I am not Italian, nor do I live in Italy, but I encounter the Italian passion for specialty coffee every day as a member of Gardelli Specialty Coffees team. Gardelli is one of the third wave coffee roasters, located in Forli, Bologna. Judged by the question people ask me, again and again, the idea of Italian specialty coffee scene must seem incredible! Does the specialty coffee even exist there? The answer is yes! But why would people consider it non-existent at all? It is because of the history of their coffee culture, which plays the main role in the evolution of the specialty scene.
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Photo - Gianni Berengo Gardin

Photo – Gianni Berengo Gardin

Where it all began?

It was in the city of Venice, Italy, where the first coffee in Europe arrived in the 17th century. Brought by Arabs, it was sold to the local commodity markets as a very unique product for a high price. Religion conspiracy of coffee, the drink proclaimed to be “bitter invention of Satan” for its popularity in muslim countries, made it difficult for its rise in christian countries. However, Pope Clement VIII later admitted its delicacy and proclaimed it a tasteful beverage.

Café Florian, the first coffeehouse with a name derived from this delightful beverage, was opened in 1720. It was here the idea of meeting people for a conversation while enjoying a cup of good coffee in a pleasant atmosphere originated. It was the time of a really strong taste and bitterness in the cup.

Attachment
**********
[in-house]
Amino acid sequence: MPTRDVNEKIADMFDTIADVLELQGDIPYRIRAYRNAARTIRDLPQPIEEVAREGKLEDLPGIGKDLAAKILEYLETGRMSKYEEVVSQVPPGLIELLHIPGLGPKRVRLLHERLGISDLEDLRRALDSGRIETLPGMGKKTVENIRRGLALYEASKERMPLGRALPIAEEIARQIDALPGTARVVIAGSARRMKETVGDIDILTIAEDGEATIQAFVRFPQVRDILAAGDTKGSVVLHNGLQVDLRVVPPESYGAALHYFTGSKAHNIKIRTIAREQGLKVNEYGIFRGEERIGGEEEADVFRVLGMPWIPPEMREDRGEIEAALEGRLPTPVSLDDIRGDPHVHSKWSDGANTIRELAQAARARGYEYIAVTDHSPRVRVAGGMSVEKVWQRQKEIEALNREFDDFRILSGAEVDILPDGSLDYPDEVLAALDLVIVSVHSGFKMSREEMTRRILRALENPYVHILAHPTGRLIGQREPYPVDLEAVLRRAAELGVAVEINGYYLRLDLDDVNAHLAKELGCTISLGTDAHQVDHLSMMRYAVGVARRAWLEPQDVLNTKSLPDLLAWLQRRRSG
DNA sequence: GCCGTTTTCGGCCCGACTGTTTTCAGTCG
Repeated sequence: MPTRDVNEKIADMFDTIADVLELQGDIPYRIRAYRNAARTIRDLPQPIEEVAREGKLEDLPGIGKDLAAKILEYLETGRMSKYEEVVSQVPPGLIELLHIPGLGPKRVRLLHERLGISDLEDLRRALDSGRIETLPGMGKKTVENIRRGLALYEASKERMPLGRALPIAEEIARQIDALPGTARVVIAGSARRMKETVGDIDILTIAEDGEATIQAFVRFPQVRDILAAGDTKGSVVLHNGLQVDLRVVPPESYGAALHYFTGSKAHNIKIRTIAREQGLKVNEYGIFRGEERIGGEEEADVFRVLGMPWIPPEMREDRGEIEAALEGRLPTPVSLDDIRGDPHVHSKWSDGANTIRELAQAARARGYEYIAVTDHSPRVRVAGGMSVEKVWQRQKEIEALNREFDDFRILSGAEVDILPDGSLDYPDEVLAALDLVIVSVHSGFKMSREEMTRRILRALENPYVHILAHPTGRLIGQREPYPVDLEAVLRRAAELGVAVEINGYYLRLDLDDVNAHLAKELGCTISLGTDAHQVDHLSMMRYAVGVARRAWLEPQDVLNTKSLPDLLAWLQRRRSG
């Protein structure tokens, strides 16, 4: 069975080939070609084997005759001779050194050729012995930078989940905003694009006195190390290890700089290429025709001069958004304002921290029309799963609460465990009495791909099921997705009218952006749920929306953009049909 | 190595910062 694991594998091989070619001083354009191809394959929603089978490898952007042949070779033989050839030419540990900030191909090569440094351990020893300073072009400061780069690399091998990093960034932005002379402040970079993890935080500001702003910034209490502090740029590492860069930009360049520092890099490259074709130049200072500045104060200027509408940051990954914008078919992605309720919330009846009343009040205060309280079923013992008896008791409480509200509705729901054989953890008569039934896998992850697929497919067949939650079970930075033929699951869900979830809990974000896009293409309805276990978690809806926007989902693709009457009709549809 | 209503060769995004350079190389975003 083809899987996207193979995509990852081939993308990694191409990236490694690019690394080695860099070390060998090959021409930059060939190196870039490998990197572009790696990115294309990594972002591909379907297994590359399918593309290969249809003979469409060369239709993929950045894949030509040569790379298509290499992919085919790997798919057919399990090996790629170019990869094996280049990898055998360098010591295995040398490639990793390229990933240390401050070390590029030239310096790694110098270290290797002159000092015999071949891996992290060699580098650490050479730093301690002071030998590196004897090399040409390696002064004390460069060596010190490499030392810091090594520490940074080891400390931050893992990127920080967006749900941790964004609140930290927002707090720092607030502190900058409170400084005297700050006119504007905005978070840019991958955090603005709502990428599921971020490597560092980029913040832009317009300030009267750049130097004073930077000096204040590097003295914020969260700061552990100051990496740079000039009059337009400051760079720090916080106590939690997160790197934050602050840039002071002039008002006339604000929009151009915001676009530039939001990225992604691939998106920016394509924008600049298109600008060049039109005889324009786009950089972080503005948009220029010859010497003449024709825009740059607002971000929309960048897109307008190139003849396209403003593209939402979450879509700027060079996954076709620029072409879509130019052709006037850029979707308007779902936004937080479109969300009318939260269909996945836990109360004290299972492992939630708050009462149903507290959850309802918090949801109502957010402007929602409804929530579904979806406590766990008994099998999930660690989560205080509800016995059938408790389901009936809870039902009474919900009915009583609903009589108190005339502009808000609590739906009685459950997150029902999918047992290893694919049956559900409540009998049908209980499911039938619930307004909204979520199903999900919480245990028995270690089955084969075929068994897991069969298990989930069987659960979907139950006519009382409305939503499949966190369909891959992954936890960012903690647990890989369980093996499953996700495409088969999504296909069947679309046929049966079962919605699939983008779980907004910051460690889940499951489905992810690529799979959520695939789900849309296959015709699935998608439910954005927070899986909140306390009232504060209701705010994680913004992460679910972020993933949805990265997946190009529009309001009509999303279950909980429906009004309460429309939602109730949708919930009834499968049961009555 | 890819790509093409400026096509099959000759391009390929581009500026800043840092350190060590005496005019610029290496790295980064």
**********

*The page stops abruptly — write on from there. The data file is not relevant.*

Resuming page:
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They were also in a hurry!

It is not only an excuse of our era – the Italians had no time to prepare coffee the slower way, either. In 1906, it brought two of them, Luiggi Bezzera and Desidero Pavoni, to reduce the preparation time of coffee by creating a coffee machine according to 1884 Moriondo patent. It is present with current espresso machines. At that point though, it was only 2 bars steam pressure and an extremely high temperature that were used to brew the coffee.

It took another 40 years to develop the idea and Gaggia company to build a lever espresso machine to which they added a spring piston pressure. This was the introduction of the beverage with “crema”, called espresso for the first time.

Photo - Gianni Berengo Gardin

Photo – Gianni Berengo Gardin

It was the moment Italy did the best to spread their every-day coffee beverage all over the world, and had started building and developing most of the espresso machines we all use nowadays.